Stevenage epilepsy sufferer who has four fits a day speaks about living with the condtion

Ruth Bussey, who suffers from at least four epileptic seizures a day, with her five-year-old daughte

Ruth Bussey, who suffers from at least four epileptic seizures a day, with her five-year-old daughter Starla - Credit: Archant

A life-long epilepsy sufferer who has ‘at least’ four seizures a day talks about her experiences in a bid to raise awareness about the condition.

Ruth Bussey, of Trumper Road in Stevenage, was diagnosed with absent epileptic seizures at the age of five and with tonic-clonic seizures when she was seven.

Despite years of medication, Ruth still has absent seizures – which cause her brain to shut down momentarily and can cause tiredness – every day.

The 30-year-old, who works at Tesco Extra in Stevenage town centre, also has tonic-clonic seizures – where her body goes into spasm – every few months and had her latest episode two weeks ago.

Speaking to the Comet ahead of Purple Day, marked worldwide on Wednesday, March 26, to raise awareness of epilepsy, Ruth said: “I was in hospital when I was told about doing this interview because I’d had quite a bad seizure at work and fallen over.

“I have at least four absent seizures a day. They make me feel tired and I can appear a bit stupid but they don’t stop me from getting on with my life unless I have repeated ones in succession. They usually only occur in children and young people and most people grow out of it but they’ve stayed with me my entire life.

“I’ve had some pretty bad experiences. When I was in secondary school the doctors were trying to wean me off my tablets but it didn’t go to plan and I had 10 massive seizures in one day. I ended up losing five days of my life. I went to a sleepover with my friends which I can’t recall and watched a film I can’t remember.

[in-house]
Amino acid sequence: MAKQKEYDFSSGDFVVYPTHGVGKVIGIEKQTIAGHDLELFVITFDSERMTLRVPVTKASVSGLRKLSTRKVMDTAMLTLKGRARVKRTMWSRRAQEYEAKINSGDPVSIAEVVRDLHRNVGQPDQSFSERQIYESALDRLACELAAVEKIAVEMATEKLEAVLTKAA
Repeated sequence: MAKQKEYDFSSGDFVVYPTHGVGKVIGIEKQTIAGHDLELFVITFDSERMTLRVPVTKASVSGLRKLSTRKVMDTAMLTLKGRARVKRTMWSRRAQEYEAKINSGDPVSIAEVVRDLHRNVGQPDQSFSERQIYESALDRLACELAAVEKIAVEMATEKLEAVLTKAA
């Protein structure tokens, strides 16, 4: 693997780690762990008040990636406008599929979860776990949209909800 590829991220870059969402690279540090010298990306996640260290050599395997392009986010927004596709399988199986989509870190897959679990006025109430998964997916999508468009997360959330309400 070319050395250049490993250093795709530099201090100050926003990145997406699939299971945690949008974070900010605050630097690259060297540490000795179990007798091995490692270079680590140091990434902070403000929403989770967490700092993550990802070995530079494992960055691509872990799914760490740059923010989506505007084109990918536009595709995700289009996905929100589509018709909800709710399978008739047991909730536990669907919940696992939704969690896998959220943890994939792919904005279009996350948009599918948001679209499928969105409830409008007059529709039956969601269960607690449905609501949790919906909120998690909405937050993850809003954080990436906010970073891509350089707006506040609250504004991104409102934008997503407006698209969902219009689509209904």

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“I feel awareness needs too be raised on all the different types of epilepsy. The impact is not just the fits, it affects every aspect of my life.

“I’ve got a job and a five-year-old daughter and I constantly have to think if I’m capable of doing things or if it will make me burn out and have a fit. Epilepsy is so common but people are unaware to the point where I’ve had a seizure and needed a taxi but the driver won’t take me because he thinks I’m drunk.”

Around one in every 103 people suffer from some form of the epilepsy and national charity Epilepsy Action has been set up to support people with the condition and their families.

A spokesman for Epilepsy Action said: “There are 83,000 people living with epilepsy across the south east, and it’s a much misunderstood condition.

“Purple Day is a fantastic day to raise awareness of epilepsy around the world. People can do their bit by going purple for the day, be it dressing up at work or school, doing anything eye-catching and fun.”

For more information about Purple Day and epilepsy visit